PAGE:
Unforgiven (1992)

A vicious killer comes out of retirement to avenge the mutilation of a prostitute in Clint Eastwood’s complex, morally ambiguous and Oscar-winning Western.

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Alternative titles

  • The William Munny Killings Working


“In his 10th excursion into the genre that made him a star more than 25 years ago, Clint Eastwood has crafted a tense, hard-edged, superbly dramatic yarn that is also an exceedingly intelligent meditation on the West, its myths and its heroes.”
Todd McCarthy, Variety, 1992

Winner of richly-deserved Best Picture and Best Director Oscars, Clint Eastwood’s meditation on the morality of the Old West is simultaneously revisionist and fiercely traditional. Revisionist because screenwriter David Webb Peoples constantly undermines the notion that the history of the western was invariably one of good guys and bad guys. Here, Eastwood’s ‘hero’ is – by reputation at least – a vicious killer of women and children, while Gene Hackman’s ‘villain’ is merely trying to keep order and finish building his house. Traditional because Eastwood is still in thrall to American cinema’s defining genre: it’s a classical western in the great tradition of The Searchers (1956).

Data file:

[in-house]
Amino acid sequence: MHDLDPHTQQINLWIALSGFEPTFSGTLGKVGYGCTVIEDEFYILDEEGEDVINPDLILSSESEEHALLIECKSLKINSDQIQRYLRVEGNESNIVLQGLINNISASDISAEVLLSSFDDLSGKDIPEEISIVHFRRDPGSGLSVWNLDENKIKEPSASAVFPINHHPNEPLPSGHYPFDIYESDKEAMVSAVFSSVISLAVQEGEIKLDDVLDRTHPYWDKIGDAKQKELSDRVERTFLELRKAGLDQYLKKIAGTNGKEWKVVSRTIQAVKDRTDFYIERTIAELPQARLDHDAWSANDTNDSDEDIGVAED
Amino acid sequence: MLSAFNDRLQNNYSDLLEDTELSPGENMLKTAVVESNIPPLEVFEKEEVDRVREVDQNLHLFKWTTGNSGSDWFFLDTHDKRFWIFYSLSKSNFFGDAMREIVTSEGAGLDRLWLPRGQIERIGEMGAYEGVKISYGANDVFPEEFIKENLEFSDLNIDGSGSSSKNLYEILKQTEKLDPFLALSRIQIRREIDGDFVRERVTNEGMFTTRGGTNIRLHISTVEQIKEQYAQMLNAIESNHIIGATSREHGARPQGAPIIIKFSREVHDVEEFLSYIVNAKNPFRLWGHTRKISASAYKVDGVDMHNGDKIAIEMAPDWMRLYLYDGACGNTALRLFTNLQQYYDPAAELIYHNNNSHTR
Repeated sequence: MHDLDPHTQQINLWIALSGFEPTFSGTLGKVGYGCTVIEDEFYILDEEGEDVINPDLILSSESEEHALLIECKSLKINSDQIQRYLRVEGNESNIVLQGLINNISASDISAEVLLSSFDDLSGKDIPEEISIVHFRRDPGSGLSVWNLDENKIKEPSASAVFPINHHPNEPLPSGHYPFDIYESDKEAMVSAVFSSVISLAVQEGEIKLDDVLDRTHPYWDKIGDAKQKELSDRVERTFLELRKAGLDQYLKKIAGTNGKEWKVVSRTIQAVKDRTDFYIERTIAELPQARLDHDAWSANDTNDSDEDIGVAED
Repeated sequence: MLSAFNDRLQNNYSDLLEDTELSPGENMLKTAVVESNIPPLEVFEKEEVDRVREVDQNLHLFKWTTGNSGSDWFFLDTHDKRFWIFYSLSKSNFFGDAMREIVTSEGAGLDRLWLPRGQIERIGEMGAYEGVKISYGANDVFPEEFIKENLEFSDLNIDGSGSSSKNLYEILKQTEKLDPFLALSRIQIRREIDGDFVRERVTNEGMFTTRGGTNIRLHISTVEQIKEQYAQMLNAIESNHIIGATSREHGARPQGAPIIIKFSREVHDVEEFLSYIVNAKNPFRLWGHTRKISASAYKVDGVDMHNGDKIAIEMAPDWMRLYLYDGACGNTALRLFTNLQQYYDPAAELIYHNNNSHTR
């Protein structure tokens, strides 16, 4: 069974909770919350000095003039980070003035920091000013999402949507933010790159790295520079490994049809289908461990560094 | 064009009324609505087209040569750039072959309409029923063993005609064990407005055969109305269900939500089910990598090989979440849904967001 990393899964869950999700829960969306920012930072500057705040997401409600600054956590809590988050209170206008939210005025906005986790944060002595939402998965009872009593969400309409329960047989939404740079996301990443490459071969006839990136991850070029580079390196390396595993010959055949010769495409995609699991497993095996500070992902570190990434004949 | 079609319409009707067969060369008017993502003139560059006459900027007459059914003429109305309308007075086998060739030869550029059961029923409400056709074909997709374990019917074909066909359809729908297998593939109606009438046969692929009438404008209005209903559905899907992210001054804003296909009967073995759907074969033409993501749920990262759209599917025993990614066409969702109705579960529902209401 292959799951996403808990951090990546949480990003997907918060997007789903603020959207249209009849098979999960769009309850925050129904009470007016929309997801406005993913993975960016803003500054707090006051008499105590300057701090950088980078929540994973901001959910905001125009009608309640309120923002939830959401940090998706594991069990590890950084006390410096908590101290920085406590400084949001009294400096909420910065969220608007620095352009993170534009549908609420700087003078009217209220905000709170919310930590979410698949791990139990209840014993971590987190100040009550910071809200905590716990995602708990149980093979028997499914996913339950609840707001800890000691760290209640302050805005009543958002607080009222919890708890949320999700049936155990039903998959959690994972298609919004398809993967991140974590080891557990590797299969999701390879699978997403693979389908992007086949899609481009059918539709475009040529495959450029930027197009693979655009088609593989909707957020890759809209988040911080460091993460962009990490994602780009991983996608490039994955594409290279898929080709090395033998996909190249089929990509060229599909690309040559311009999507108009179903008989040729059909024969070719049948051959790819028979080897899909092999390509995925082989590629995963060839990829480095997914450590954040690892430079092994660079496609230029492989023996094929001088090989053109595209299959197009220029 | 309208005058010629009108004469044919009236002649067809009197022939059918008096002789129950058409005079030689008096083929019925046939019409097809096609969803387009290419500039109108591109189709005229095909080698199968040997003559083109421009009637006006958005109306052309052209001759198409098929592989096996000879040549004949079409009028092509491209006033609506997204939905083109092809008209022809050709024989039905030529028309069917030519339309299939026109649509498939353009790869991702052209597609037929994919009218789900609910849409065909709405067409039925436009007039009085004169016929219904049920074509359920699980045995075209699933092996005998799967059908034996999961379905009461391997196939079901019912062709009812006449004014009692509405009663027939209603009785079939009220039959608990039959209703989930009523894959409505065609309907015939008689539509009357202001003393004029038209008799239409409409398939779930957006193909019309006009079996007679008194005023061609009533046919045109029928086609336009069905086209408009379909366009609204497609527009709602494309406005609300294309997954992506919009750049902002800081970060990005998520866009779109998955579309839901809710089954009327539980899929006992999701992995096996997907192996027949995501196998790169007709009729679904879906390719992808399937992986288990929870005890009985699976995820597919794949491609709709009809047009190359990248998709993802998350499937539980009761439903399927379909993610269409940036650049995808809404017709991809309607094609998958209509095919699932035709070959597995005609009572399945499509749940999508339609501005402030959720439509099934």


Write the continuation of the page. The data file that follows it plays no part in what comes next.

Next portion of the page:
Eastwood also how myths were deliberately engineered: Richard Harris’ itinerant gunfighter ‘English Bob’ travels with his biographer (Saul Rubinek) in tow, and while Eastwood’s grizzled William Munny keeps insisting “I ain’t like that no more”, we all know that his past will resurface before the film’s tragically violent conclusion.

Post-Unforgiven Westerns include Walter Hill’s Geronimo (1993) and Wild Bill (1995), John Hillcoat’s The Proposition (2005) and Andrew Dominik’s The Assassination of Jesse James by the Coward Robert Ford (2007).

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